New American Paintings/Blog


Painting as Shorthand: the lawn chair sculptures of Patrick McDonough by New American Paintings
May 8, 2013, 8:30 am
Filed under: Features | Tags: ,

Patrick McDonough’s lawn chairs are not meant for sitting. And if they begin to seem functional, well, it’s all pretend. The sculptures offer the formal concepts of lawn chairs without actually closing the deal — legs and armrests have gone missing, for starters, and the works themselves are decidedly non functional. Instead of functionality McDonough is interested in their allusions to an American iconography of leisure. Take a look at them and it’s not difficult to imagine the smell of freshly cut grass or the skyward boom of summertime fireworks. It’s part of what the artist describes as his overarching interest in the aesthetics of free time. But there’s something else that’s also at work here; each piece has a significant stake in pure color, in hard edged geometry, and in the rectangular chromatic plane. You won’t need to dig too deep before you start thinking of abstract painting. – Matthew Smith, Washington, D.C. Contributor

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Patrick McDonough| 122909-lawn chair, Wood, Paint, Outdoor Furniture Fabric, Hardware 

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Matthew Smith’s Concrete Abstract at Heiner Contemporary by New American Paintings

Our DC Blog Contributor, Matthew Smith, has curated a fantastic group exhibition at Heiner Contemporary called, Concrete Abstract, which runs through April 20th. In the show, which includes artists Seth Adelsberger, Lisa Dillin, Jeremy Flick, Steven Frost, Sue Johnson, Becca Kallem, Patrick McDonough, Danielle Mysliwiec, and Matthew Smith, the curator “…explores the confluence of abstraction with the everyday” As the press release continues, “The works in the show cultivate a non-representational visual language that emerges from familiar ready-made objects, whether these objects are found or alluded to compositionally. Their formal and functional properties provide the contextual framework for works that are ultimately understood visually via their entanglement with abstraction, even as they remain securely tethered to the real, concrete world.”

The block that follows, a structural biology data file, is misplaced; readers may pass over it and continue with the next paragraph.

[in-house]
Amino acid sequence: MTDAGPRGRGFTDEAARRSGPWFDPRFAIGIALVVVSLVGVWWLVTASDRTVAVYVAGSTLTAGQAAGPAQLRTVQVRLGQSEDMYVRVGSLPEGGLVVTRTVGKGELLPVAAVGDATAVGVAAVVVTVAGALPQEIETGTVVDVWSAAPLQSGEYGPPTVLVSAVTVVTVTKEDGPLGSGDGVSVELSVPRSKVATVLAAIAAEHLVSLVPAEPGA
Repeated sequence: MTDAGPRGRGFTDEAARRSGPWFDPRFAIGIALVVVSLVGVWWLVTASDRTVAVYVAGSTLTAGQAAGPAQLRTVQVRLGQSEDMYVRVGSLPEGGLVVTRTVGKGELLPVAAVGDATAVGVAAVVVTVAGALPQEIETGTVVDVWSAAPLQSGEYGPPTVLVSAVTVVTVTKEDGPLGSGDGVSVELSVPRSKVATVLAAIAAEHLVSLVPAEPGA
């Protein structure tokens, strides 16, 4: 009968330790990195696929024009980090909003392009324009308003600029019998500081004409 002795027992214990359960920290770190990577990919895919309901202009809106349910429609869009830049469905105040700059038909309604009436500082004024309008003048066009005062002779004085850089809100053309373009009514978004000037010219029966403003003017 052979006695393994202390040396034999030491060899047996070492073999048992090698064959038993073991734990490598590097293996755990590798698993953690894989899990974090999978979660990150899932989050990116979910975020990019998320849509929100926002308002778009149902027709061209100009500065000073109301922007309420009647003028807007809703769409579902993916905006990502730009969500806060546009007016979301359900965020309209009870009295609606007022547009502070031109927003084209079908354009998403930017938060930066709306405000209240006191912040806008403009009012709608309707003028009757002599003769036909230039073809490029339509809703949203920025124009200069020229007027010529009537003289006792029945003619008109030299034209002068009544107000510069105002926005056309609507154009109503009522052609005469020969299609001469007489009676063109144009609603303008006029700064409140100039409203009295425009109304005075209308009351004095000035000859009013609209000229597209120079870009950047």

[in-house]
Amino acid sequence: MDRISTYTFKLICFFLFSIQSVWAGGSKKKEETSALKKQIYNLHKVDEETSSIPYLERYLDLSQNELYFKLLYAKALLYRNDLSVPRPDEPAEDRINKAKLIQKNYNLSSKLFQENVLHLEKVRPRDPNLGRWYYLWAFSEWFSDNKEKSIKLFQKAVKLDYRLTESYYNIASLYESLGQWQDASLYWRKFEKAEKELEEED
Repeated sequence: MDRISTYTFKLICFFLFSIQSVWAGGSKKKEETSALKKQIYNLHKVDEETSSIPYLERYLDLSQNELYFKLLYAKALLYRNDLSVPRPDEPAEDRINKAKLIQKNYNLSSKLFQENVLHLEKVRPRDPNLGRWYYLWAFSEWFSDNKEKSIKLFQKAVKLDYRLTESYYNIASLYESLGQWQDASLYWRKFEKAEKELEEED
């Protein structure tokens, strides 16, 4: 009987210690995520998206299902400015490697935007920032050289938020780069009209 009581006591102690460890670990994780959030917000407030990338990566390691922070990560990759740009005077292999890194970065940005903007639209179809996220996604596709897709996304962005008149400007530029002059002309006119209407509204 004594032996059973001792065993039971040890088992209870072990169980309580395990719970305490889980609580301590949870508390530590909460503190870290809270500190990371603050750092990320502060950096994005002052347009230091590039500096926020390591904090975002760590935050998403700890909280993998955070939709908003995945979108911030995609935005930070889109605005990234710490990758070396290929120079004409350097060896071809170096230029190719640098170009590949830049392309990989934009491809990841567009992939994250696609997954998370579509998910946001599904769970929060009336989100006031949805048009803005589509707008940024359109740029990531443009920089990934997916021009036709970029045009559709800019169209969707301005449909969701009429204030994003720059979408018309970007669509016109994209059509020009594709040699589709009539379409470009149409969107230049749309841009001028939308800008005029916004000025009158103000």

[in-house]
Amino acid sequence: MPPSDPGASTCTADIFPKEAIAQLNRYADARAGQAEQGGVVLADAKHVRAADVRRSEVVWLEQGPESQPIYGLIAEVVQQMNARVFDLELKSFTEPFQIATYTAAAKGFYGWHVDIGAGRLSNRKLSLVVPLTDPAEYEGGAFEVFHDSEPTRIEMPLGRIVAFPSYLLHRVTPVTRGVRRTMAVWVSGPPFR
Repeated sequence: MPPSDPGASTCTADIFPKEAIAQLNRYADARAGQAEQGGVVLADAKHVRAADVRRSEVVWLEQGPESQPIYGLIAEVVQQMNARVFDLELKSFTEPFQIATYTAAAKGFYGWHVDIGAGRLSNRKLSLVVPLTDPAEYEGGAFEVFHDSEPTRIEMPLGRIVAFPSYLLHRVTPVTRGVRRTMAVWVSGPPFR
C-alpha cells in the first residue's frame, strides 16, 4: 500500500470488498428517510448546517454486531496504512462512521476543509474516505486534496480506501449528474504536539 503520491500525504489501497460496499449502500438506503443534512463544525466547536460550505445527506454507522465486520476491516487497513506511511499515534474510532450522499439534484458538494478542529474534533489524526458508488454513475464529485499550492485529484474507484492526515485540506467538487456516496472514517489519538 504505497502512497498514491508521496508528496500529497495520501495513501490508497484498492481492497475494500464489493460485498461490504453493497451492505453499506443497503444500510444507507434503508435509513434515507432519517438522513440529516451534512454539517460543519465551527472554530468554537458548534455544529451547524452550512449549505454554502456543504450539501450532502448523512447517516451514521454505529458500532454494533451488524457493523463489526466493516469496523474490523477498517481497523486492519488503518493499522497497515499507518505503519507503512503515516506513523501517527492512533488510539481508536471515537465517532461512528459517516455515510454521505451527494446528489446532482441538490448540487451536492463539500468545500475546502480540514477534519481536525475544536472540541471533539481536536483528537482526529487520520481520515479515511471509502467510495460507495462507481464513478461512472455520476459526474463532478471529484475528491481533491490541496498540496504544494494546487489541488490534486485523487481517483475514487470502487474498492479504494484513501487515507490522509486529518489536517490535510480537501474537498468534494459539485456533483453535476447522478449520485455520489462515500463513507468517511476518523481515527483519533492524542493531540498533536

After the jump, see more images from the exhibition and read more from the press release.

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Jeremy Flick | Contrapuntal Derivation no. 744703807, 2013, acrylic and gouache on panel, 8 x 8 inches

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Emerging Again: D.C.’s (e)merge Goes Into Its Second Year by New American Paintings

Last year’s preview night at (e)merge was a big, ruckus party. Amidst the large crowds it was often difficult to navigate the hallways between exhibitors, and the wait for the elevators always seemed impossibly long. While it may have been loads of fun for those of us sipping PBRs by the pool, perusing and buying artwork that evening seemed to require a bit more resolve and determination. This year, the second for (e)merge, the crowds on preview night were noticeably thinned, particularly among the younger set who were likely turned off by the $45 admission price ($60 at the door). The new cover charge seemed like a calculated move by organizers, one of a handful of changes that made this year’s event seem more streamlined and manageable for exhibitors and visitors alike. Whether these changes translated into more sales is anybody’s guess, but sales may not be the right metric to measure the success of (e)merge. At least not yet. — Matthew Smith, Washington, D.C. contributor (All photos by Matthew except where indicated)


Chajana denHarder performing Singularity (Artist Platform). Photo by Tony Wilson

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